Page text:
Walking and running comparably reduce CHD risk factors
Walking versus running for hypertension, cholesterol, and diabetes mellitus risk reduction.
Williams PT, Thompson PD.
Arterioscler Thromb Vasc Biol. 2013 May;33(5):1085-91. doi: 10.1161/ATVBAHA.112.300878.
Guidelines on physical activity assume that activities of different intensities can be combined to achieve a minimum recommended dose. Moderate activities are those that expend 3- to 6-fold the energy expenditure of sitting at rest (3-6 metabolic equivalents (METs). Walking is generally of moderate intensity and is specifically recommended by some health institutes [1-4]. It is, however, unknown, whether equivalent doses of moderate and vigorous (>6 METs) give the same health benefits .
The current analysis therefore aimed to determine whether equivalent energy expenditure by moderate and vigorous exercise produces similar reductions in coronary heart disease (CHD) risk factors. Associations are investigated of incident hypertension, hypercholesterolemia and type 2 diabetes mellitus to reported exercise in the National Runners’ Health Study II and the National Walkers’ Health Study [6-8]. In these studies, energy expenditure is assessed from weekly distance run or walked, as opposed to time spent exercising in many other studies.
- Runners expended more than twice as much energy by running than did walkers by walking. The majority of other reported exercise was vigorous, for both runners and walkers.
- Equivalent energy spent running or walking was associated with comparable risk reductions for hypertension (runners: HR: 0.958, 95%CI: 0.944-0.973, P<0.0001, walkers: HR: 0.928, 95%CI: 0.899-0.957, P<0.0001), hypercholesterolemia (runners: HR: 0.957, 95%CI: 0.946-0.968, P<10-14, walkers: HR: 0.930, 95%CI: 0.908-0.953, P<0.0001) and diabetes mellitus (runners: HR: 0.9798, 95%CI: 0.832-0.929, P<0.0001, walkers: HR: 0.877, 95%CI: 0.824-0.934, P<0.0001). Increasing MET hours per day (METh/d) run or walk were associated with significantly lower risks for all three risk factors.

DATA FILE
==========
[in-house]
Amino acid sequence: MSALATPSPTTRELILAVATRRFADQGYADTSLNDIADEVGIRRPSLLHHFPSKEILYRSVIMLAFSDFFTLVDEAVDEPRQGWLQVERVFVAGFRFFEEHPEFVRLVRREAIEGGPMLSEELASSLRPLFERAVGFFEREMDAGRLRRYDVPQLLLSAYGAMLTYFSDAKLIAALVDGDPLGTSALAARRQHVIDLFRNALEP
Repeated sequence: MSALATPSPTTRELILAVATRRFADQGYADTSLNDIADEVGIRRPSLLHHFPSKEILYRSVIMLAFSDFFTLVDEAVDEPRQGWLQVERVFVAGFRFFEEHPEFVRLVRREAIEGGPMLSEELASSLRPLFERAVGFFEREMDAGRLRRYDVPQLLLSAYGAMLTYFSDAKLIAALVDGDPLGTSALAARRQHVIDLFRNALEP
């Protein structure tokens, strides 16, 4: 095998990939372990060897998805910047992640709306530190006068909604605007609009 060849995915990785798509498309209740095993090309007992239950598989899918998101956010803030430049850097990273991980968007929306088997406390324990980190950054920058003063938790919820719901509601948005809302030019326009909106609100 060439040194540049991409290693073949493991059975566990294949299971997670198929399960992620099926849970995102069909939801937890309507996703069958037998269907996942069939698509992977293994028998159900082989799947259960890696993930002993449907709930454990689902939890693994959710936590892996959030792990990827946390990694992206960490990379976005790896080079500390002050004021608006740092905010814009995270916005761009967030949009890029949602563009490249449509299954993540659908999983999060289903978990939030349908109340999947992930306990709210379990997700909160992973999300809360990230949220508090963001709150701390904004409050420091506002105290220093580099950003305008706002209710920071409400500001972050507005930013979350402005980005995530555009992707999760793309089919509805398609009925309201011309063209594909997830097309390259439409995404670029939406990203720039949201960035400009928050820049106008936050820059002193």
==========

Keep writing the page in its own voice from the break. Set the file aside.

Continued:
- Faster pace, in both runners (HR: 0.609, 95%CI: 0.553-0.67, P<10-15) and walkers (HR: 0.758, 95%CI: 0.639-0.899, P=0.002), was associated with lower risks of hypertension, as well as hypercholesterolemia (runners: HR: 0.667; 95% CI, 0.619–0.720; P<10−15; walkers: HR: 0.823; 95% CI, 0.720–0.942; P=0.005), and diabetes mellitus (runners: HR: 0.433; 95% CI, 0.334–0.574; P<10−7; walkers: HR: 0.427; 95% CI, 0.331–0.573; P<10−9). These effects were mostly independent of exercise dose, but could largely be explained by BMI.
- There was limited statistical power to test for reductions in CHD risk due to low number of incident cases, but runners showed 52% lower CHD risk than the walkers (P<10-5), which dropped to 43% reduction of risk after adjustment for BMI (P=0.002). METh/d run (HR: 0.955, 95%CI: 0.912-1.000, P=0.05) and METh/d walk (HR: 0.907, 95%CI: 0.839-0.981, P=0.01) were both associated with lower CHD risk, which did not differ statistically significantly.
These data suggest that equivalent doses of running (a vigorous exercise) and walking (moderate) are both associated with grossly equivalent risks reductions of new onset hypertension, hypercholesterolemia and diabetes mellitus. Risk is further reduced when exercise dose exceeds 1.1-1.8 METh/d, where type of exercise does not seem to matter.
Runners had an on average more than twice exercise dose, and it is proposed that the higher estimated caloric expenditure(per time) accompanied with it may account for reducing CHD risk factors and possibly CHD events. This may explain why some studies that measures exercise by time spent indicate that vigorous exercise seems more beneficial, simply because more calories can be expended per minute in vigorous exercise as opposed to moderate exercise. Therefore, the authors claim and demonstrate that exercise energy expenditure is better calculated from distance than from time.
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